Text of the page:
Ballpoints, like all pens, write best when they’re used. While rollerballs and fountain pens stop writing when they dry out, ballpoints often just write poorly. Sometimes simply using the pen will usually revive it, and within a few pages of writing it will be back to full potential. Other times that doesn’t work, or the pen just doesn’t write. If it’s a cheap disposable you might be happy tossing it, but if it’s a cartridge that cost a few bucks it’s worth a little time to fix.
When I buy a new pen I often con myself into getting a spare refill (or two) when I buy it, and then they sit around for a few years before they get used. After that long, they tend to be sticky writers, and even the supposedly 100-year self life Fisher refills don’t write very well when old. Not to mention the freebie pens that accumulate here and there that invariably get really stiff – especially the ones that have lived in a car for a few years. All can be improved.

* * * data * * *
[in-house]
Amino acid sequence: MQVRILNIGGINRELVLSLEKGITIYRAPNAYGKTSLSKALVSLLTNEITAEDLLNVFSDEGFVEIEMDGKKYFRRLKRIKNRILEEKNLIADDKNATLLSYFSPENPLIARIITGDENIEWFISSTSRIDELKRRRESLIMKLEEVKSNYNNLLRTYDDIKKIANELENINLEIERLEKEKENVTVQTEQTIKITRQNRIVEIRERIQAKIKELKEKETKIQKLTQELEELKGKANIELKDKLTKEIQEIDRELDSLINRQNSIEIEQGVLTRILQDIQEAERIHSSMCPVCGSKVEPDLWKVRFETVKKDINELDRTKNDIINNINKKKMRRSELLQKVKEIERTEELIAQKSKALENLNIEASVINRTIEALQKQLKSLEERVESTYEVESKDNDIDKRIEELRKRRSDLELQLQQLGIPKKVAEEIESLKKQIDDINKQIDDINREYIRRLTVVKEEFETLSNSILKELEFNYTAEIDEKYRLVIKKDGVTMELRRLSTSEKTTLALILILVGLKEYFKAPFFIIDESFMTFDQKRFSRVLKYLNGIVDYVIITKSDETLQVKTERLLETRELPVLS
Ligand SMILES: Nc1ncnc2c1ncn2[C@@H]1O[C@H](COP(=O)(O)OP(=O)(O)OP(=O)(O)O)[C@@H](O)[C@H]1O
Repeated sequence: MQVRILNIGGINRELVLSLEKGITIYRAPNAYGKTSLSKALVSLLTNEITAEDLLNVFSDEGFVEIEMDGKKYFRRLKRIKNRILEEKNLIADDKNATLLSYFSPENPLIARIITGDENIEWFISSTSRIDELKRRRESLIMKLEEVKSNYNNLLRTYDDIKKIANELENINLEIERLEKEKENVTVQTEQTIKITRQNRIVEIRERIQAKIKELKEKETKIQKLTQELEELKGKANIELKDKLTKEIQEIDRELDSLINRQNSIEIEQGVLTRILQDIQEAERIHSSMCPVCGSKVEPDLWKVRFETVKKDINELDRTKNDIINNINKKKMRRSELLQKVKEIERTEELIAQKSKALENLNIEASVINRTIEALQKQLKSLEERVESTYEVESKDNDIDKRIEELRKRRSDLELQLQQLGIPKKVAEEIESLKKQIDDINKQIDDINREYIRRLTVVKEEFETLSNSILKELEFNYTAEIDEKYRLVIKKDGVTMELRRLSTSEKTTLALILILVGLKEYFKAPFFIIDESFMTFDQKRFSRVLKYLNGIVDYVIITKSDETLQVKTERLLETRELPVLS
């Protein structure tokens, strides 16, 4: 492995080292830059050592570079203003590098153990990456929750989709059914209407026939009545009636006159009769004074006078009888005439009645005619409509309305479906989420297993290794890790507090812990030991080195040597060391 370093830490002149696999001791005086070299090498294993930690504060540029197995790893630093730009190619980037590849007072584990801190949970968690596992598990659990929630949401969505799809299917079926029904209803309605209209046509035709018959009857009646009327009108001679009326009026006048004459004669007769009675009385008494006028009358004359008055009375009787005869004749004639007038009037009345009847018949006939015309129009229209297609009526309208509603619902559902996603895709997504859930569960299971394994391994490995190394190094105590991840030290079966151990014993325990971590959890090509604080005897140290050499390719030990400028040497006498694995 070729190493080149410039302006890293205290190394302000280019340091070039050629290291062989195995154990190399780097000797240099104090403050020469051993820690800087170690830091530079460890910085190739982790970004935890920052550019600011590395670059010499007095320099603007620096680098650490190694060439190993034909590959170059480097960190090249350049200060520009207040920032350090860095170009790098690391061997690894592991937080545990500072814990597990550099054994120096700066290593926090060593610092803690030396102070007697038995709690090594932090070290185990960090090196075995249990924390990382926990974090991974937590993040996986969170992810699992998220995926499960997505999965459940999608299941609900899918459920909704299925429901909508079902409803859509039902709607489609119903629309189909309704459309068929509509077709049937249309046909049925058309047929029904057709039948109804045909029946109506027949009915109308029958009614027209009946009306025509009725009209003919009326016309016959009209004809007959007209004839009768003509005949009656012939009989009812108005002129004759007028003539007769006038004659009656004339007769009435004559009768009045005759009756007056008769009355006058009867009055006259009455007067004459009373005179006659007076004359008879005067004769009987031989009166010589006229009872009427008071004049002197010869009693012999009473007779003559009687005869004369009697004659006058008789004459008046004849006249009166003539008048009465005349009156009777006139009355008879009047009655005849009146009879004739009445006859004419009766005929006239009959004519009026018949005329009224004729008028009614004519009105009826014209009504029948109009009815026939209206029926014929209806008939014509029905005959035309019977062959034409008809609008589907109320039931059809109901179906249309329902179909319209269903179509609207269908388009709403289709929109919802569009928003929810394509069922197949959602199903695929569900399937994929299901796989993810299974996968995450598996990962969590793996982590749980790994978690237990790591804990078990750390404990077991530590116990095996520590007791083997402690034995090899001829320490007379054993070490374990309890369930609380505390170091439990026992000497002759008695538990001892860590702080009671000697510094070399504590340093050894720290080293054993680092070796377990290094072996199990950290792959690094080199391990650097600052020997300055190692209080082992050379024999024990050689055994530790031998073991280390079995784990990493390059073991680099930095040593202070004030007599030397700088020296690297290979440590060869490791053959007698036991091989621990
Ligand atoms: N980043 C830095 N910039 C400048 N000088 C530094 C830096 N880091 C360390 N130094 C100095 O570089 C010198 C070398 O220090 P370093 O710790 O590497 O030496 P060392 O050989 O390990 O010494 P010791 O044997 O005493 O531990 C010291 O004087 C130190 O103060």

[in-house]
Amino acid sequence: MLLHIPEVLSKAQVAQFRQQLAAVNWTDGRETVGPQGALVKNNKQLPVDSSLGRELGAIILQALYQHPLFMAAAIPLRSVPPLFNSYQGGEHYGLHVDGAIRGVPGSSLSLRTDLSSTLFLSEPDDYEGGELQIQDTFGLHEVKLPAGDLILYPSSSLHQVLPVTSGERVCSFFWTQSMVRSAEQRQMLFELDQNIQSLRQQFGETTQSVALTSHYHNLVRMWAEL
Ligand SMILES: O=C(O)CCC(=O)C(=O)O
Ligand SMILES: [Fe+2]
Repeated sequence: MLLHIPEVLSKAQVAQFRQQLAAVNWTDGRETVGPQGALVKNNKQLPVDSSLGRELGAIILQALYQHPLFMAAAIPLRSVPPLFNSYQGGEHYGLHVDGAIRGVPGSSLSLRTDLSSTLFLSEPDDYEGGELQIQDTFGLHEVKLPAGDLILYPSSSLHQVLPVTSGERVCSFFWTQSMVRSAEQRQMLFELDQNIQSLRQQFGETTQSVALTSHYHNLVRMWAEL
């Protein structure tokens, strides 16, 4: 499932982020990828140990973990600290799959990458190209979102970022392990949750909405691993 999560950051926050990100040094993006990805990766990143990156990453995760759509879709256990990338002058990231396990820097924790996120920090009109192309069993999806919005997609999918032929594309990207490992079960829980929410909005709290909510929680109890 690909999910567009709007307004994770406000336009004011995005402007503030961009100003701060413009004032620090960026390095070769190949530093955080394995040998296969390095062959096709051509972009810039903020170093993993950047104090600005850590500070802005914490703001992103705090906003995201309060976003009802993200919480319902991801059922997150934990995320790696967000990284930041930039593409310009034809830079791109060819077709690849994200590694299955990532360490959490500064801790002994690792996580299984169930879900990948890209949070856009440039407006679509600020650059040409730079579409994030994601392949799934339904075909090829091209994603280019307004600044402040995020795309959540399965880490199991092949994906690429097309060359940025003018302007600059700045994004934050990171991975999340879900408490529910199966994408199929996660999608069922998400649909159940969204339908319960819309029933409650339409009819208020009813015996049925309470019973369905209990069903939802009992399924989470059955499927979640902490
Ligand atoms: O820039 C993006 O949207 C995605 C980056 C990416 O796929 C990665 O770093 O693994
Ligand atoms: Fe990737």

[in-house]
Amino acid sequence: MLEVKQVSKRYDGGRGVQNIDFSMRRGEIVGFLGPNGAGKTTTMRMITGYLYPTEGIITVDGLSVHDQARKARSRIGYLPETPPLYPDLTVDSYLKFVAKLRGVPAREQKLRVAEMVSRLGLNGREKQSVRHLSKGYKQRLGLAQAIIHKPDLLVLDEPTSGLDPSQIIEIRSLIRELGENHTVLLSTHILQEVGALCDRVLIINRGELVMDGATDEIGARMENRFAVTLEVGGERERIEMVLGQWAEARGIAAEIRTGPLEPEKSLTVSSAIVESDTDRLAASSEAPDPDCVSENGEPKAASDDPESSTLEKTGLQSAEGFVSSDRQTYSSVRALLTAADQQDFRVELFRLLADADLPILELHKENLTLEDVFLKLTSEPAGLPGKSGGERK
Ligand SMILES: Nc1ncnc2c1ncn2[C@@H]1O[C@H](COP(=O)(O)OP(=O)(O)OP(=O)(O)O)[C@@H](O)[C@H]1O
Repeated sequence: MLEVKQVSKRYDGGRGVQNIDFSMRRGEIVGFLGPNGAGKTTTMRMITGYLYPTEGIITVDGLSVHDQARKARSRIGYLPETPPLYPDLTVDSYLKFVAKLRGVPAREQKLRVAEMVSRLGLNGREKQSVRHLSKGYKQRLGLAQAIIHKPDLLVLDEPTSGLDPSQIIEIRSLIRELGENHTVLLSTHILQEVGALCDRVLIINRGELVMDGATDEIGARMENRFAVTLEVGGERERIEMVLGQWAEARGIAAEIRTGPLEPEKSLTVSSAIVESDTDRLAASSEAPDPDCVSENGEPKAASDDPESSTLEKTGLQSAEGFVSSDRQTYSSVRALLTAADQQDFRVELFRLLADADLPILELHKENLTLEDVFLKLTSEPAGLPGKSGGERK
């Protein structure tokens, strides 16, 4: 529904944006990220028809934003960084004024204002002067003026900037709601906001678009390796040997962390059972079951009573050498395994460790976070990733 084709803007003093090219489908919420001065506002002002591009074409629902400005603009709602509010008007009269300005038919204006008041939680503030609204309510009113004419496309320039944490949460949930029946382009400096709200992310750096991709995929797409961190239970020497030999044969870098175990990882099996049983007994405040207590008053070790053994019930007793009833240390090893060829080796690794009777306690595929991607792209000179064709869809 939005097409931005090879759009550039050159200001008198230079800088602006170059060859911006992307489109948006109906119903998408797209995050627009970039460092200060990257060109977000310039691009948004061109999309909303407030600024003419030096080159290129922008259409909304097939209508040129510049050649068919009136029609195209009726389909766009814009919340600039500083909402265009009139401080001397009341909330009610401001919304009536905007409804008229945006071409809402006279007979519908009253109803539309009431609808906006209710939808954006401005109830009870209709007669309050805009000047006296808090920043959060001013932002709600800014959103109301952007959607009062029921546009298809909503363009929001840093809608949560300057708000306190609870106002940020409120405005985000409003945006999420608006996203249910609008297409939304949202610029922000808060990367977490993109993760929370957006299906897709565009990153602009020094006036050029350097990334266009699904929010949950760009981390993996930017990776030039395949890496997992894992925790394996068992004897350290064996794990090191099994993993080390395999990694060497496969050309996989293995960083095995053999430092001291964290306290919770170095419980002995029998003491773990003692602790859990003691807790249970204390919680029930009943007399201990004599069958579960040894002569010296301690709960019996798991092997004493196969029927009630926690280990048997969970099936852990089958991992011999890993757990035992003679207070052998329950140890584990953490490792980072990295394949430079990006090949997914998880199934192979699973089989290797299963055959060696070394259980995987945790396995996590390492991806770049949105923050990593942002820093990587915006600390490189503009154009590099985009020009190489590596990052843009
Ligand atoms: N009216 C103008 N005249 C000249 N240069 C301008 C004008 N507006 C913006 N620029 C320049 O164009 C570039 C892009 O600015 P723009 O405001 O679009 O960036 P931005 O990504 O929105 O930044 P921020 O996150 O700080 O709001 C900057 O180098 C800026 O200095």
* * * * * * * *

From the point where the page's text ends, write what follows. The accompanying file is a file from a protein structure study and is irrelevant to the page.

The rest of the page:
Alcohol is the answer. First pour yourself a stiff drink. Actually, no, you don’t need the drink. What you do need is alcohol – rubbing alcohol will do nicely. A quarter of an inch or so in a shot glass works well. Now dip the point of the pen in and let it sit for a few minutes. It usually doesn’t take long, and you’ll see a bit of ink dissolving in the water. Alcohol will dissolve ballpoint ink, and will loosen up any cruddy ink near the ball. Take the pen out and write a bit. It should be smoother and have more nicely flowing ink. If not, let it soak for a little longer and try again.
So why not revive some of those old pens that are lying around? You may be surprised at how well they can be made to write.